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Re: udev in initrd



Jeremy Katz wrote:
So, I've sat down and spent a while looking at this and looking at udev
itself.  I still think that udev could be simpler by dictating policies
and not leaving everything up in the air for the user to decide, but I'm
tired of having that argument as it's seemingly a dead end at this
point.

finally :)



On Fri, 2004-07-09 at 15:31 +0200, Thomas Woerner wrote:


This is a minimal version without udev-persistent support and no busybox. It is using the normal nash initrd environment.


This looks a lot better to me.  A couple of patches are missing on the
mkinitrd side to a) add bind mount support to nash and b) to use nash
mount properly.  Attached the patch to this mail (mkinitrd-
bindmount.patch).

I think, I sent the bind patch to you months ago :)




- To use udev in initrd, set USE_UDEV and UDEV_INITRD in /etc/sysconfig/udev.
  udev will then use the normal /dev directory and will generate devices in there.


If we're putting the patches in and we want udev to be the default,
let's go ahead and set it up as such.

no objection




- To get this ramfs /dev to your system, set UDEV_KEEP_DEV. Setting UDEV_KEEP_DEV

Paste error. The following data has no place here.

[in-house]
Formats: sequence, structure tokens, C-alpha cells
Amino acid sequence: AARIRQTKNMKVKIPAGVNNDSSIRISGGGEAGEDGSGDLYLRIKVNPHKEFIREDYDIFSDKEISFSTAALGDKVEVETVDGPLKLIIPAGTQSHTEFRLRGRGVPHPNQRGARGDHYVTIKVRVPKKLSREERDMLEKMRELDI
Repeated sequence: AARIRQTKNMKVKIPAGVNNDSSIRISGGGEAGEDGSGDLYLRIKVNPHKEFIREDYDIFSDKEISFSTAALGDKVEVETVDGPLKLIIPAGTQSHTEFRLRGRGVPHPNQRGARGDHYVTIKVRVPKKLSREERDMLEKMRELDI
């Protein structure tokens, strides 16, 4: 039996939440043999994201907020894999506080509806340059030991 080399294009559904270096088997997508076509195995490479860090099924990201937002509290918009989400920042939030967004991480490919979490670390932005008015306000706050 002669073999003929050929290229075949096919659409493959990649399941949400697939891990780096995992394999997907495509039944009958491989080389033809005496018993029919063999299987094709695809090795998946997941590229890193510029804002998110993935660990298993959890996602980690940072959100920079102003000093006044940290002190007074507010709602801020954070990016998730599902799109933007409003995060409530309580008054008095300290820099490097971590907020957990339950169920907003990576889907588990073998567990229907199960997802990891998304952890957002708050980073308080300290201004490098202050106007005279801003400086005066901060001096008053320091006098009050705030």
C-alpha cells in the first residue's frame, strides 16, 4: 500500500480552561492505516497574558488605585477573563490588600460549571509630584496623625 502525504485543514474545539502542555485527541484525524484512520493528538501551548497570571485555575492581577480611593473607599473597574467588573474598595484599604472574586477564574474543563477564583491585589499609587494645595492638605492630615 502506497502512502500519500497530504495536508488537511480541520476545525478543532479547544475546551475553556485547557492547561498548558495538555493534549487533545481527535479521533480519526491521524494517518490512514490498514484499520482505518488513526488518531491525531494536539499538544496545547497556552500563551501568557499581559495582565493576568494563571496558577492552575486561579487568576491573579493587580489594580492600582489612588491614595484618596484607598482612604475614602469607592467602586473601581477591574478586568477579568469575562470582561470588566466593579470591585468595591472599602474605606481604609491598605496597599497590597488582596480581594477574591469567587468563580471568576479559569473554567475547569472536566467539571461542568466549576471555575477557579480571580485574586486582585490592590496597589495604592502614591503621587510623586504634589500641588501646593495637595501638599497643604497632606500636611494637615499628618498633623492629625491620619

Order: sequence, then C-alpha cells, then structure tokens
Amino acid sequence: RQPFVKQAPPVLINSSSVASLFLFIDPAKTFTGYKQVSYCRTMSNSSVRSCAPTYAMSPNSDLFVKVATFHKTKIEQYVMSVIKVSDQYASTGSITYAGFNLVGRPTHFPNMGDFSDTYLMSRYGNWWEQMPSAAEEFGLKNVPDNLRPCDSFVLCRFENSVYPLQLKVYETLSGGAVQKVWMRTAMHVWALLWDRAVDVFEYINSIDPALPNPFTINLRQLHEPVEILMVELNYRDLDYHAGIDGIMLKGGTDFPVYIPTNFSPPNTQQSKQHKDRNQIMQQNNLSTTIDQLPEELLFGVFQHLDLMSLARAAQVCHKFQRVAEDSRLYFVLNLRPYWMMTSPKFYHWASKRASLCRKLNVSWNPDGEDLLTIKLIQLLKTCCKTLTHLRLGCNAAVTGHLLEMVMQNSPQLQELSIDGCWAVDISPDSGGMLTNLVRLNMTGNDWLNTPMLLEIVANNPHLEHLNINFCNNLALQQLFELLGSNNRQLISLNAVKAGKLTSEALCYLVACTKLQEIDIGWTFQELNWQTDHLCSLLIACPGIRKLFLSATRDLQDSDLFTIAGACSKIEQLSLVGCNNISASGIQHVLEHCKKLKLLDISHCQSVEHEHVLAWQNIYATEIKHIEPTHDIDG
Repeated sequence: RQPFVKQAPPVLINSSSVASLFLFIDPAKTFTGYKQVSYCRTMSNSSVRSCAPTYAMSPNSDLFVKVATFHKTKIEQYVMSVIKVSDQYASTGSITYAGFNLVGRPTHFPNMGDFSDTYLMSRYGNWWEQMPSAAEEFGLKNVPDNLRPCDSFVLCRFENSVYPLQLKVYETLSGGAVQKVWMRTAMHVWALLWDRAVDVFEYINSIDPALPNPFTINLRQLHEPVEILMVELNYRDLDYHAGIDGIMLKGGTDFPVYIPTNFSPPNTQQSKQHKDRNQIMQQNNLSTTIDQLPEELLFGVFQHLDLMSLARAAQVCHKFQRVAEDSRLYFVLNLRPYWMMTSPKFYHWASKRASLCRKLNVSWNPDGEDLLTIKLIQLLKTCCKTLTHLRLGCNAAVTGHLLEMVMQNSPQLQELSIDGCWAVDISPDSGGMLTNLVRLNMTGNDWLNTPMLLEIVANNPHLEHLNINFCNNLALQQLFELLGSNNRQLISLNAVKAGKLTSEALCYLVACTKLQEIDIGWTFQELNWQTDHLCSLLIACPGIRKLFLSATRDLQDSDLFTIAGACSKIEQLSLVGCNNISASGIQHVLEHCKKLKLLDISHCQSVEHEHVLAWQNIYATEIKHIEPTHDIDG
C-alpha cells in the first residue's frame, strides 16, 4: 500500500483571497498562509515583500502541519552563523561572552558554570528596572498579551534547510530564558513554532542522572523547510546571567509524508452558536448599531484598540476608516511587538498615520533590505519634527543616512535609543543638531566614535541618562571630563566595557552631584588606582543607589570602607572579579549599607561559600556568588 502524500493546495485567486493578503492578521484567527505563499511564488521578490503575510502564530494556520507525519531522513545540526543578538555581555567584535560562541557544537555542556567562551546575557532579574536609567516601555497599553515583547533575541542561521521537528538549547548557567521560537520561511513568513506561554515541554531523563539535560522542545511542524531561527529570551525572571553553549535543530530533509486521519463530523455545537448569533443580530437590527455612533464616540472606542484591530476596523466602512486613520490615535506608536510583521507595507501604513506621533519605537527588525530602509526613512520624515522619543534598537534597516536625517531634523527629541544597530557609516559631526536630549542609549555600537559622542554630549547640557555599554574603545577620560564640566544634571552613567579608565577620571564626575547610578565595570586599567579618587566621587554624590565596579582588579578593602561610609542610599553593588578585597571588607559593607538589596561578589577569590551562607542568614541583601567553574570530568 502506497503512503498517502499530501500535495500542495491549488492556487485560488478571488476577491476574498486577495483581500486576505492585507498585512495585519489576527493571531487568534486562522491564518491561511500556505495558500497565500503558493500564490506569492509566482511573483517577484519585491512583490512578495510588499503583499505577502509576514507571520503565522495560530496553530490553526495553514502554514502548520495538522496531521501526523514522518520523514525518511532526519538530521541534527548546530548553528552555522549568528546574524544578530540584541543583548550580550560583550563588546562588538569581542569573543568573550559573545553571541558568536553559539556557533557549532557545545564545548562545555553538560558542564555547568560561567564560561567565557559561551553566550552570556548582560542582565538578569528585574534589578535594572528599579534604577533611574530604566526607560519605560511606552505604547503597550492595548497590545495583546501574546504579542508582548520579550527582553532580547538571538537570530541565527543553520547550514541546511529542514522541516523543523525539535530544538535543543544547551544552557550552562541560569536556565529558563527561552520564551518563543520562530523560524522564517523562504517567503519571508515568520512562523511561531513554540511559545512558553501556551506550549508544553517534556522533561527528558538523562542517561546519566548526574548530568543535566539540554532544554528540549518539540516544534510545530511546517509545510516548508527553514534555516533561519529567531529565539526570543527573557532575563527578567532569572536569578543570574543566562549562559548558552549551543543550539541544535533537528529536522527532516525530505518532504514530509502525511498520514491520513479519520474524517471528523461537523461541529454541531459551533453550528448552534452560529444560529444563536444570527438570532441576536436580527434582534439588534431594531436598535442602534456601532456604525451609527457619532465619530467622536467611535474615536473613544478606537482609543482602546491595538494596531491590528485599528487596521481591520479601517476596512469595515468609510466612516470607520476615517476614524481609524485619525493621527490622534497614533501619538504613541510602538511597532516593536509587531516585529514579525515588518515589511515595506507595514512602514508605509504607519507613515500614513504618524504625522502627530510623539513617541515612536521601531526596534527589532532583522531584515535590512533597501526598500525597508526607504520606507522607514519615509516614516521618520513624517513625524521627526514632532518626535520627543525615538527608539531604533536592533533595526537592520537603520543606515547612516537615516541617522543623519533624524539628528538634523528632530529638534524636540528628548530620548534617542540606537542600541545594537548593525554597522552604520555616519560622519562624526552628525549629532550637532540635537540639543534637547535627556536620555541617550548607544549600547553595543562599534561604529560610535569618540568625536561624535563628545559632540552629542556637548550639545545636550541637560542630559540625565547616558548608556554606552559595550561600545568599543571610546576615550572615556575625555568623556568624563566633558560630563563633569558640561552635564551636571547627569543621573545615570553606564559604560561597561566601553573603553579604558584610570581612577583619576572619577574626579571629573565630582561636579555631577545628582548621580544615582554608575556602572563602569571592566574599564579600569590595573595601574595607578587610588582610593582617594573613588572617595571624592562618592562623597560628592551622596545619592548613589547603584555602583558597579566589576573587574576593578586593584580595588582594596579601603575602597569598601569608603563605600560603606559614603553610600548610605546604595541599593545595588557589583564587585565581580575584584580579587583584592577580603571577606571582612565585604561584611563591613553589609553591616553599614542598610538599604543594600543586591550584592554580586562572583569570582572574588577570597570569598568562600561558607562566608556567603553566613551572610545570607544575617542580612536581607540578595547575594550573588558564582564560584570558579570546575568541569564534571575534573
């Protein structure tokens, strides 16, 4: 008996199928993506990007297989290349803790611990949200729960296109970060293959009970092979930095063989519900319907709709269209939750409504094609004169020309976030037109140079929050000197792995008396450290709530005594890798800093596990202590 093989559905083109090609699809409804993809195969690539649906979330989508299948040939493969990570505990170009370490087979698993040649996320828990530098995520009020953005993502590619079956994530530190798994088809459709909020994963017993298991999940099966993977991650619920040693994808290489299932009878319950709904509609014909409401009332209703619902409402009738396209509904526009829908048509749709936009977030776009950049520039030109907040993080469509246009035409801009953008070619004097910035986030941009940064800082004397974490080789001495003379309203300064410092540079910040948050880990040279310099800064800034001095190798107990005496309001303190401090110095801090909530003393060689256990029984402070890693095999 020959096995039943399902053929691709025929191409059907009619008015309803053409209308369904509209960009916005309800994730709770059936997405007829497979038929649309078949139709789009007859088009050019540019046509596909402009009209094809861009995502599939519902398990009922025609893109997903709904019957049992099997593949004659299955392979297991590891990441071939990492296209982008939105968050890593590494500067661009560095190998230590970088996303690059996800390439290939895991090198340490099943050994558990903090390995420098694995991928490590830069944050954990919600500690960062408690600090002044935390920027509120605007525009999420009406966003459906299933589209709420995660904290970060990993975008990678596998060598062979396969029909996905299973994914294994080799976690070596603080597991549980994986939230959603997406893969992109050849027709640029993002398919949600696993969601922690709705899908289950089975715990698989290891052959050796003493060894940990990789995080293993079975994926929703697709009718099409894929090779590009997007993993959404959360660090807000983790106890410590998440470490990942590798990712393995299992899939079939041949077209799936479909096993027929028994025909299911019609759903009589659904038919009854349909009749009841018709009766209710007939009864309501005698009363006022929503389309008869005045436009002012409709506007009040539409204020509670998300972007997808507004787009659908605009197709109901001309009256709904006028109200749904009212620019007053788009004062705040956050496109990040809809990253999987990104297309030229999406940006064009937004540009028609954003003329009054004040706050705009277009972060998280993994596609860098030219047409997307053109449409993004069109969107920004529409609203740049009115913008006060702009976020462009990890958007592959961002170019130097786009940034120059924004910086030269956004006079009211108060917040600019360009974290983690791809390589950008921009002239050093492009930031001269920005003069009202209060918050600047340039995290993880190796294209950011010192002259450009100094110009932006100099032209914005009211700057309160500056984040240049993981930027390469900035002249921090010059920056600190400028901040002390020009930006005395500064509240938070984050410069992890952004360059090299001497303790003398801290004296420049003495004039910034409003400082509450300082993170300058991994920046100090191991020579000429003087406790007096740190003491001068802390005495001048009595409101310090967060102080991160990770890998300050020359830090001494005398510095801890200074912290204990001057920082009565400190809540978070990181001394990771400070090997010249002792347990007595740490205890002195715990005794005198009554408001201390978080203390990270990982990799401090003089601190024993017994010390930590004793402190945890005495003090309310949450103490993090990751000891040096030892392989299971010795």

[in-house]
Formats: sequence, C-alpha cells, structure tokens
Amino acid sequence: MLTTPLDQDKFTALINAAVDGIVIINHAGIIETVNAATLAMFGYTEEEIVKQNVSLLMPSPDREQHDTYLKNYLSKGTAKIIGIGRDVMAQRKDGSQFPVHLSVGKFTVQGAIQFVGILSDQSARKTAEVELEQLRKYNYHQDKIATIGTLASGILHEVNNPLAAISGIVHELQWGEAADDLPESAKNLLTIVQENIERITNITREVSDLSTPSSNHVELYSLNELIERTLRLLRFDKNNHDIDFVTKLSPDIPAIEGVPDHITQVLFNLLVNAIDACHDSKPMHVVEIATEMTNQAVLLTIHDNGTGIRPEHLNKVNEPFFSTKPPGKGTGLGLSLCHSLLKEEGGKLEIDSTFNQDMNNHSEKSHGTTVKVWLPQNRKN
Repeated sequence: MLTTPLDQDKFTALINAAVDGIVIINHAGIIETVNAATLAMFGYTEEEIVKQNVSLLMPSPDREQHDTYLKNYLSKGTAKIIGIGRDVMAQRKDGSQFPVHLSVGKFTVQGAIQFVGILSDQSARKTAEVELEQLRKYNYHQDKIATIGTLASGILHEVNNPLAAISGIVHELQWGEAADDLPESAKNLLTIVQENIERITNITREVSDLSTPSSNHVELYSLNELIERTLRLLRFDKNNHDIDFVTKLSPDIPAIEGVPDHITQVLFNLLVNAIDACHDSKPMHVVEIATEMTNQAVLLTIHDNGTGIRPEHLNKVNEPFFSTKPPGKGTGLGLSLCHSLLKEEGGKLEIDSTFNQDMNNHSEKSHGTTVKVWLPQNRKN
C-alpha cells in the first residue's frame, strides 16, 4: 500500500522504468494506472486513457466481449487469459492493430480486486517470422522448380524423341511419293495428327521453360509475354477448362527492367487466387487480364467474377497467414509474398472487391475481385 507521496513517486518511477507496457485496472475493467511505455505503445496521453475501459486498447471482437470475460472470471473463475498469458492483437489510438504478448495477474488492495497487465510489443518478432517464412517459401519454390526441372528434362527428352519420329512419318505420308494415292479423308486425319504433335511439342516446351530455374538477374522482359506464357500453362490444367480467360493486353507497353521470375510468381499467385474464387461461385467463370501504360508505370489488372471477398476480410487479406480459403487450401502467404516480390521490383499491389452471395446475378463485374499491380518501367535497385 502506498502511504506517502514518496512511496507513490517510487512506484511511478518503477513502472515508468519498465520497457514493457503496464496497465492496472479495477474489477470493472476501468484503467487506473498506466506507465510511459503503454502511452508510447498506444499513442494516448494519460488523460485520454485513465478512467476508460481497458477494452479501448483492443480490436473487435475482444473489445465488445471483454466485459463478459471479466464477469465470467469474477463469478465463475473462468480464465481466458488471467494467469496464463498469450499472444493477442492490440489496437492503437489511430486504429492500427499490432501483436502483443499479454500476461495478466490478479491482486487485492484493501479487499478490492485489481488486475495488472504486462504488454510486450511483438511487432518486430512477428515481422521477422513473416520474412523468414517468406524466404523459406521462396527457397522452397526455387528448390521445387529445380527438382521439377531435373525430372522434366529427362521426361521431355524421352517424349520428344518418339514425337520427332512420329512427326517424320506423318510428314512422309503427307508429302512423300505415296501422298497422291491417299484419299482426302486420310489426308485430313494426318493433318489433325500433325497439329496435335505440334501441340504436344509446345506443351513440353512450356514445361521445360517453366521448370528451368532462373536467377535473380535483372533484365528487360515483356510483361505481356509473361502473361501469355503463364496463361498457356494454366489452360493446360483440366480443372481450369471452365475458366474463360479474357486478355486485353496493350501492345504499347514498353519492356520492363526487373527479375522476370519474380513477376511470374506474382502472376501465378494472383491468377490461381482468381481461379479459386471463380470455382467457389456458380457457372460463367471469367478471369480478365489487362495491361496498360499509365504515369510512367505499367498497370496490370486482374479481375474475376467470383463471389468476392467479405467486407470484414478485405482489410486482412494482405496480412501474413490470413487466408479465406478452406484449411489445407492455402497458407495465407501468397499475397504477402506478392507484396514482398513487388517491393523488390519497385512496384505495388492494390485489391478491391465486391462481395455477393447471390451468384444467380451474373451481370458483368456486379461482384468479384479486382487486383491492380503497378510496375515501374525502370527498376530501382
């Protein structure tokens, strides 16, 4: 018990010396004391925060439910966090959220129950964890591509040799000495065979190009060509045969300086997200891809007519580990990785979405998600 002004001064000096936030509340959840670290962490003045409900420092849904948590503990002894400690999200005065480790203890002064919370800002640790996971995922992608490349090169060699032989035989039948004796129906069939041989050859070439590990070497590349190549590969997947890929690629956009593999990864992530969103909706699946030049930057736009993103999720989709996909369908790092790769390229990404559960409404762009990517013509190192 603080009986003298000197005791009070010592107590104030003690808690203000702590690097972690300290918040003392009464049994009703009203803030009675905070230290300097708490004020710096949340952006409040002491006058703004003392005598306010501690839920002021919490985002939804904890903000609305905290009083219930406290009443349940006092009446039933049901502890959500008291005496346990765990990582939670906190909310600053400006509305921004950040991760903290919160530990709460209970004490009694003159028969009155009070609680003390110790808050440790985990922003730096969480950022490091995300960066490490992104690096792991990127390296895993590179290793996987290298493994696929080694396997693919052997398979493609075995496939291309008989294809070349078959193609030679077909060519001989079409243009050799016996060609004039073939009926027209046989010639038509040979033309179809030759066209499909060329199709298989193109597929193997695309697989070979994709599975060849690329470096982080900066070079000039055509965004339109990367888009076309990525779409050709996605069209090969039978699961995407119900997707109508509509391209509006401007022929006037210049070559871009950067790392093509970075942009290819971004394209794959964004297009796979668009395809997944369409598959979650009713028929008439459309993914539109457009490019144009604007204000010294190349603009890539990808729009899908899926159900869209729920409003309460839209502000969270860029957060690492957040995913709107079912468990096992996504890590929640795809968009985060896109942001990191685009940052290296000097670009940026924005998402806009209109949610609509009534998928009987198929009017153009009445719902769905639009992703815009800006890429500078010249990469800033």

also sets UDEV_RAMFS. /dev will be bind-mounted to your root directory, then.
  - Unset udev_owner in /etc/udev/udev.conf to get normal persimissions. Newer udev
    packages are not setting device ownerships or permissions, if the device already
    exists. But this is needed if you are keeping your /dev, because udev will
    generate devices with root ownership (there is no other user in initrd) and
    udevstart in rc.sysinit will not set correct permissions, then.


The same is true with these.

Further improvements/enhancements that I think are really needed to make
this more robust and more integrated.


* Having all of the udev scripts getting copied as part of the mkinitrd
seems like it has a probability of causing spurious warnings/failures.
Luckily, this isn't needed and we can just do the next bit (which I'd
still like to lose, but could live with)

ok, I can live with that...


* Changing the mkinitrd copying to just copy /etc/udev/udev.conf seems
to work, but I'd really like to avoid that copy if we can.  Can we have
udev default to our defaults so that we're a bit more robust (and then I
can avoid copying the config file).  Also, this could help avoid some
strange user experiences if the file disappears for whatever reason.

Also ok.


* I think that leaving the standard device creation for the /dev of the
initrd even if using udev is probably not completely crazy.  Then, if
udev fails for some reason, you might still have a chance of things
working.  We could add a simple testCommand to nash and then only do
this if some obvious, always created dev node from udev didn't get
created if we want to avoid doing it always (/dev/ram0 springs to mind
since if you're in an initrd, you obviously have to have ramdisk
support)

Hmm, ok.


* Why is the creation of /dev/fd, /dev/stdin, /dev/stdout, /dev/kcore,